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Professor Arguelles’s Language Academy

 Language Learning Forum : Lessons in Polyglottery Post Reply
50 messages over 7 pages: 1 2 3 46 7  Next >>
Kugel
Senior Member
United States
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 Message 33 of 50
11 May 2012 at 6:36pm | IP Logged 
Hopefully, such a language academy would be located in East Asia. The costs for
instruction would simply be too high in NYC, LA, Chicago, etc. I'd imagine the same
applies for Western Europe.

China would be a great choice because of its reputation of the language schools being
corrupt, so then maybe PIFLSS would attract the English speakers who don't want to deal
with the headaches of Chinese bureaucracy. Then again, living in a state where google is
banned would be a bummer.     
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Sprachprofi
Nonaglot
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Studies: Spanish, Arabic (Written), Swahili, Indonesian, Japanese, Modern Hebrew, Portuguese

 
 Message 34 of 50
11 May 2012 at 8:12pm | IP Logged 
Not quite so. Rent in the center of Berlin for example is roughly a third of what you'd pay in San Francisco.
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Sprachprofi
Nonaglot
Senior Member
Germany
learnlangs.comRegistered users can see my Skype Name
Joined 4901 days ago

2608 posts - 4866 votes 
Speaks: German*, English, French, Esperanto, Greek, Mandarin, Latin, Dutch, Italian
Studies: Spanish, Arabic (Written), Swahili, Indonesian, Japanese, Modern Hebrew, Portuguese

 
 Message 36 of 50
12 May 2012 at 2:00am | IP Logged 
Sorry, but...
1. America is known for having a population that doesn't care so much about becoming polyglots, it's a
hobby at best rather than a necessity. Meanwhile in Europe and Asia people are ready to spend big bucks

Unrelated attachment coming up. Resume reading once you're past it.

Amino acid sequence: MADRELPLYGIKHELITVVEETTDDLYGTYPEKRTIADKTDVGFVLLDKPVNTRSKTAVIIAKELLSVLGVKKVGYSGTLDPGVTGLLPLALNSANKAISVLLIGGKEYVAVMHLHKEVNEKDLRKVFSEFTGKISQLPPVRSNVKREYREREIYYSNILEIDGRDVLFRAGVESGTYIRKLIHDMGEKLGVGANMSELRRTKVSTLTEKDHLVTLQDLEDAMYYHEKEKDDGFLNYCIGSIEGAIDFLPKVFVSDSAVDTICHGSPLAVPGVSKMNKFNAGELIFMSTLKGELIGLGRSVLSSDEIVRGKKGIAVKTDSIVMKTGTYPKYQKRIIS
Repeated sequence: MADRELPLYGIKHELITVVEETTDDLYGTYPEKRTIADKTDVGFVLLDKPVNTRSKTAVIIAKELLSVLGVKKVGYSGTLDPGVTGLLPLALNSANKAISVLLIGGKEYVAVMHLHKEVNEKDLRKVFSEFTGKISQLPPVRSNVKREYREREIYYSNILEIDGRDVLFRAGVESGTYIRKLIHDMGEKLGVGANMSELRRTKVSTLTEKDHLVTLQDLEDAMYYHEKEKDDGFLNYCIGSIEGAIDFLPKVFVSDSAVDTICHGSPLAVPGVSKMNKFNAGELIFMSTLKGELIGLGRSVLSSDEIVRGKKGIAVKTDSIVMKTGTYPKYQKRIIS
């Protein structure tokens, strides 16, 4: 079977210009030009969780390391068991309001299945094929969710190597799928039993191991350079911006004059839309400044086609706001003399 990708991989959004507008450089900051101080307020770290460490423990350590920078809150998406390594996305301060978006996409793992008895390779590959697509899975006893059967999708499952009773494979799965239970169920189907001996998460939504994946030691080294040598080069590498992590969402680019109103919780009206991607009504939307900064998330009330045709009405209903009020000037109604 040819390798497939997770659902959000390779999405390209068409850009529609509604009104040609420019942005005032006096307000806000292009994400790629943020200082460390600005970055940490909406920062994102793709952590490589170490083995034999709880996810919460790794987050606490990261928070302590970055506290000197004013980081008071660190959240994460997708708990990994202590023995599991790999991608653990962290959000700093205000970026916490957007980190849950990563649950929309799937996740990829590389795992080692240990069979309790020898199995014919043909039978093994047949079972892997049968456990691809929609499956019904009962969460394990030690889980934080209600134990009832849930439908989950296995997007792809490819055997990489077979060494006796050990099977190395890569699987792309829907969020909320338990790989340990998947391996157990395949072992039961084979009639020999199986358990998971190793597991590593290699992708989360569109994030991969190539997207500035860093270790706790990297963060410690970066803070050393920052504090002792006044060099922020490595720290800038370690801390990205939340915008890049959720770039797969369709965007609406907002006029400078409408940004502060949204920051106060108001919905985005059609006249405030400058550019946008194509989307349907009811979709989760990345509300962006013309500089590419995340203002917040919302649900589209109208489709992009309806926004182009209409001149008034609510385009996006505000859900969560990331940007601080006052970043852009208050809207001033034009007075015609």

on promising programs. EU also heavily subsidizes programs that aim to make the dream of multilingual
Europe come true.

2. True, but NY is also so expensive that people typically cannot afford to stay for more than a few days.
There are other hubs.

3. WTH?? Have you tried walking around a Western European major city??? There isn't a day that I don't
hear French, Italian, Spanish, Portuguese, Russian, Polish, Dutch, Japanese, Chinese and a selection of
smaller languages, all without seeking them out. The parade of foreign culture groups living in Berlin at the
Carnival of Cultures lasts 5 hours just to watch them go by. NY may still have an advantage when it comes
to small tribal languages, but not European ones.

4. The average Berlin kiosk has up-to-date newspapers in at least 8 languages. For books, see my list of
recommended Berlin bookstores in the Bookstores subforum.
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kanewai
Triglot
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justpaste.it/kanewai
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Studies: Italian, Spanish

 
 Message 37 of 50
12 May 2012 at 4:05am | IP Logged 
In either the video or the website the professor mentions that he envisions a retreat-
type environment. That would seem to rule out Berlin or NYC.

I'm picturing a mountain top village in Crete. Or maybe some abandoned Byzantine
monastery.

And oh, David! On my last trip to Rome my housemates (I rented a room) were from Brazil
and Ecuador, there were Chinese nuns at the hospital across the street, and the guys at
the kiosks on the street were North African. I heard five languages each morning just in
our little block.
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Michael K.
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United States
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Studies: Spanish, Esperanto

 
 Message 38 of 50
12 May 2012 at 4:18am | IP Logged 
In Babel No More Prof. Arguelles said that he was considering an abandoned seminary. At least that was the location he shared with Dr. Erard. I think it was somewhere in California, which may be a good location, because CA is one of the most racially diverse places in the US.

Somewhere in continental Europe in what would be considered a mid-sized city in the US (population <100,000) might be a good location. It would be away from the busyness of a big city, but it would presumably have enough of a diverse population nearby that native speakers of different languages would be available.

Is Prof. Arguelles thinking about bringing in local native speakers for the students to practice with? Sort of like exchanging free room and board for a few days in exchange for chatting with the students?
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